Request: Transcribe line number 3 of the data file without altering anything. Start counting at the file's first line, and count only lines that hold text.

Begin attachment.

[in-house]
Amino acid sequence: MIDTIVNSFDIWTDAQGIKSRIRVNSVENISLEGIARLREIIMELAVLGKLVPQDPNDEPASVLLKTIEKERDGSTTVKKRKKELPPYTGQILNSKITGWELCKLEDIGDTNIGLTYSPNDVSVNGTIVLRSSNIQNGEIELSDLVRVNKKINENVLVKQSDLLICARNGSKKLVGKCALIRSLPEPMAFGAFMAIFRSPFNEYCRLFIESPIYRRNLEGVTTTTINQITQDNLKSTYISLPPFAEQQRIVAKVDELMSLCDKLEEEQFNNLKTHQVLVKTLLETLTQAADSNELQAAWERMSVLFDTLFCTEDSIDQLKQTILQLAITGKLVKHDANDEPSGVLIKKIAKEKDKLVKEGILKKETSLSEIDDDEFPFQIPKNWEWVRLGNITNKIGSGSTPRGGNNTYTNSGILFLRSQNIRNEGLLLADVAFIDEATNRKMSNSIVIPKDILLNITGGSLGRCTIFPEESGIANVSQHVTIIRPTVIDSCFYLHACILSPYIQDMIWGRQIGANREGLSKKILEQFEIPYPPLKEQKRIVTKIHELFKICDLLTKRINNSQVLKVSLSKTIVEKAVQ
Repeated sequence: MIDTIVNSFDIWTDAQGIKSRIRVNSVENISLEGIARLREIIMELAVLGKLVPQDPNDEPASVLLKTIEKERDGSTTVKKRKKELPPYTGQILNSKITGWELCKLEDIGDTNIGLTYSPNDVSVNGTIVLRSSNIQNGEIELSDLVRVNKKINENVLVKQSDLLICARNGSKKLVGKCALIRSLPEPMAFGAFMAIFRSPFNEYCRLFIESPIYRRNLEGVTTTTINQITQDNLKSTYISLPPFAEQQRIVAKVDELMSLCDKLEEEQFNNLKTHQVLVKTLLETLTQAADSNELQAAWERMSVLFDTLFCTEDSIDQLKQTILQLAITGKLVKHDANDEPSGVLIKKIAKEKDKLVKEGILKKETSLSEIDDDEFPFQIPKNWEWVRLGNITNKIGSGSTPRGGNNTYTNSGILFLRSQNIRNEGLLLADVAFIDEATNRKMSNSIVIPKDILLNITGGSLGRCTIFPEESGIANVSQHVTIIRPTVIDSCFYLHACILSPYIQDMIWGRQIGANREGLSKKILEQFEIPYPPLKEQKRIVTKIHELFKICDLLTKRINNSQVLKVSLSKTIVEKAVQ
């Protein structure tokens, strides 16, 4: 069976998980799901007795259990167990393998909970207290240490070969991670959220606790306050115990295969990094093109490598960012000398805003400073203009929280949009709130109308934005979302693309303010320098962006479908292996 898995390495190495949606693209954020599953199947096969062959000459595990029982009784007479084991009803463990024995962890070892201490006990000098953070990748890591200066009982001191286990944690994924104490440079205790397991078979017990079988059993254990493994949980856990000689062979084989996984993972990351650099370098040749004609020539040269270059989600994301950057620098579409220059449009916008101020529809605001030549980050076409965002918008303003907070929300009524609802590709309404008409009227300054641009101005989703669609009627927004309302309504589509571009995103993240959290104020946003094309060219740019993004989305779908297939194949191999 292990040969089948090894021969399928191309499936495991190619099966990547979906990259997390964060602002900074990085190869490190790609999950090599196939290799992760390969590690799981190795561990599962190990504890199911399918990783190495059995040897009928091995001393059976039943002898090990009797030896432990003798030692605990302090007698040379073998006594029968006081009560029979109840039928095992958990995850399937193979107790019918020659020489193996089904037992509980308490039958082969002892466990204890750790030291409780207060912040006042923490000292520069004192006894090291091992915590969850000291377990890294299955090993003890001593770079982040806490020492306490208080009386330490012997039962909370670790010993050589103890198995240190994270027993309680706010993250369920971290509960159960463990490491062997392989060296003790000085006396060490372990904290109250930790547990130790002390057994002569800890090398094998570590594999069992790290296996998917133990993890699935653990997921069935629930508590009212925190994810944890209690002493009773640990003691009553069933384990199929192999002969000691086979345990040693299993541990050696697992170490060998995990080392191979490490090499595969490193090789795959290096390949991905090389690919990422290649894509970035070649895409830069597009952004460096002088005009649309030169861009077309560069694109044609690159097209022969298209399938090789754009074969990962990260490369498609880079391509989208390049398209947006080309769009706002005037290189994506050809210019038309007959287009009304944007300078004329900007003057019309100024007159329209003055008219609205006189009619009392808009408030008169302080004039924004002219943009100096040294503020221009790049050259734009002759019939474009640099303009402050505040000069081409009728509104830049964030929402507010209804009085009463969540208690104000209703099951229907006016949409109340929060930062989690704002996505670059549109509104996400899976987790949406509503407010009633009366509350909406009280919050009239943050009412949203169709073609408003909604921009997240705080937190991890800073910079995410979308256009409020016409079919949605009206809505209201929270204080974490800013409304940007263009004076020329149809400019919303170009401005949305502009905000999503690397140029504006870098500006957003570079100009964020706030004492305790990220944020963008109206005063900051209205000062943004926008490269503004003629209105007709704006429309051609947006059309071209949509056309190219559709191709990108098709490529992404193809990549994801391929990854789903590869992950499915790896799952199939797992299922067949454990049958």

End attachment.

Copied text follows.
Repeated sequence: MIDTIVNSFDIWTDAQGIKSRIRVNSVENISLEGIARLREIIMELAVLGKLVPQDPNDEPASVLLKTIEKERDGSTTVKKRKKELPPYTGQILNSKITGWELCKLEDIGDTNIGLTYSPNDVSVNGTIVLRSSNIQNGEIELSDLVRVNKKINENVLVKQSDLLICARNGSKKLVGKCALIRSLPEPMAFGAFMAIFRSPFNEYCRLFIESPIYRRNLEGVTTTTINQITQDNLKSTYISLPPFAEQQRIVAKVDELMSLCDKLEEEQFNNLKTHQVLVKTLLETLTQAADSNELQAAWERMSVLFDTLFCTEDSIDQLKQTILQLAITGKLVKHDANDEPSGVLIKKIAKEKDKLVKEGILKKETSLSEIDDDEFPFQIPKNWEWVRLGNITNKIGSGSTPRGGNNTYTNSGILFLRSQNIRNEGLLLADVAFIDEATNRKMSNSIVIPKDILLNITGGSLGRCTIFPEESGIANVSQHVTIIRPTVIDSCFYLHACILSPYIQDMIWGRQIGANREGLSKKILEQFEIPYPPLKEQKRIVTKIHELFKICDLLTKRINNSQVLKVSLSKTIVEKAVQ